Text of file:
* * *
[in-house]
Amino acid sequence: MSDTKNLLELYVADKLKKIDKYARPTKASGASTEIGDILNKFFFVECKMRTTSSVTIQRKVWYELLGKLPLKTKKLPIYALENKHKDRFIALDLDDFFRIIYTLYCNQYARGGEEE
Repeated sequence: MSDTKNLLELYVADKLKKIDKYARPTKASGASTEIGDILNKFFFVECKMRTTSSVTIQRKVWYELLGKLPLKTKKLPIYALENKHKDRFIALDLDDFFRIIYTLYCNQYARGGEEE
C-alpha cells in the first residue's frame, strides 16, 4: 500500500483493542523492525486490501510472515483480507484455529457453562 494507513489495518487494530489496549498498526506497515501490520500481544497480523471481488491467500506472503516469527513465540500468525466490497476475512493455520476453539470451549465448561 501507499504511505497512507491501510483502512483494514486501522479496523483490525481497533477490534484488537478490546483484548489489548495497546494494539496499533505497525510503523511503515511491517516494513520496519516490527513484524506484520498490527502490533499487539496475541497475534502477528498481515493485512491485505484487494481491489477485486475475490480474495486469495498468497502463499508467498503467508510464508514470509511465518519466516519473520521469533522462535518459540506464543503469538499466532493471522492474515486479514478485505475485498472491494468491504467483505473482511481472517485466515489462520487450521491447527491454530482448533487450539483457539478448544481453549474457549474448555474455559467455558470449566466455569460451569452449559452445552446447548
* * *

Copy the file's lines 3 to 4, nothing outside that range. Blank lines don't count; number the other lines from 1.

Repeated sequence: MSDTKNLLELYVADKLKKIDKYARPTKASGASTEIGDILNKFFFVECKMRTTSSVTIQRKVWYELLGKLPLKTKKLPIYALENKHKDRFIALDLDDFFRIIYTLYCNQYARGGEEE
C-alpha cells in the first residue's frame, strides 16, 4: 500500500483493542523492525486490501510472515483480507484455529457453562 494507513489495518487494530489496549498498526506497515501490520500481544497480523471481488491467500506472503516469527513465540500468525466490497476475512493455520476453539470451549465448561 501507499504511505497512507491501510483502512483494514486501522479496523483490525481497533477490534484488537478490546483484548489489548495497546494494539496499533505497525510503523511503515511491517516494513520496519516490527513484524506484520498490527502490533499487539496475541497475534502477528498481515493485512491485505484487494481491489477485486475475490480474495486469495498468497502463499508467498503467508510464508514470509511465518519466516519473520521469533522462535518459540506464543503469538499466532493471522492474515486479514478485505475485498472491494468491504467483505473482511481472517485466515489462520487450521491447527491454530482448533487450539483457539478448544481453549474457549474448555474455559467455558470449566466455569460451569452449559452445552446447548